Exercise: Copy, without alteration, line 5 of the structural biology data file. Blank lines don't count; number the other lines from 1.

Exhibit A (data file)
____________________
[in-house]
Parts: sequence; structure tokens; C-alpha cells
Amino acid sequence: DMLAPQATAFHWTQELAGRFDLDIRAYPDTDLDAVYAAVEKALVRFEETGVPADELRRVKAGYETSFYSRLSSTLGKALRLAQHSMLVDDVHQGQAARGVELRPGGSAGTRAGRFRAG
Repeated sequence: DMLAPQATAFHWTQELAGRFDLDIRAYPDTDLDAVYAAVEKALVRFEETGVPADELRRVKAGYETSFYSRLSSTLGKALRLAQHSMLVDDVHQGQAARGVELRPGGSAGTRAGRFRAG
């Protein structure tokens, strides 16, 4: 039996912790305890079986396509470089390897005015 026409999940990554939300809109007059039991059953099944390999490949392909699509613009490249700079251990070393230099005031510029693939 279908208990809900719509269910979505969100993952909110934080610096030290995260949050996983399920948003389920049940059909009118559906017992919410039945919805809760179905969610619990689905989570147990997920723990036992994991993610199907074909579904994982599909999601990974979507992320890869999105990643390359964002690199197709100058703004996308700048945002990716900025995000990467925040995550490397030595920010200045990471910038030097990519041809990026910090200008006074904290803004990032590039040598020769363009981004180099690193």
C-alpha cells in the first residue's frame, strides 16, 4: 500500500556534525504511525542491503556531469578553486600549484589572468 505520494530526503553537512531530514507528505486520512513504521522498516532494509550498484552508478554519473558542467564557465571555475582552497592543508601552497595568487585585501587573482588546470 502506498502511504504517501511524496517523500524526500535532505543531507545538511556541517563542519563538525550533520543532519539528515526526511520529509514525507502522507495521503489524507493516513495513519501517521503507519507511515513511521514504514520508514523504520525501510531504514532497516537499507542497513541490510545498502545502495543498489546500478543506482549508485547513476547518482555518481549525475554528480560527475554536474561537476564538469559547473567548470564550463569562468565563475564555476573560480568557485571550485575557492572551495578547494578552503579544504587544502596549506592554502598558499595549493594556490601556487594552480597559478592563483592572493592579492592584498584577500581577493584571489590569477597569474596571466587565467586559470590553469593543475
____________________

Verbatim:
């Protein structure tokens, strides 16, 4: 039996912790305890079986396509470089390897005015 026409999940990554939300809109007059039991059953099944390999490949392909699509613009490249700079251990070393230099005031510029693939 279908208990809900719509269910979505969100993952909110934080610096030290995260949050996983399920948003389920049940059909009118559906017992919410039945919805809760179905969610619990689905989570147990997920723990036992994991993610199907074909579904994982599909999601990974979507992320890869999105990643390359964002690199197709100058703004996308700048945002990716900025995000990467925040995550490397030595920010200045990471910038030097990519041809990026910090200008006074904290803004990032590039040598020769363009981004180099690193």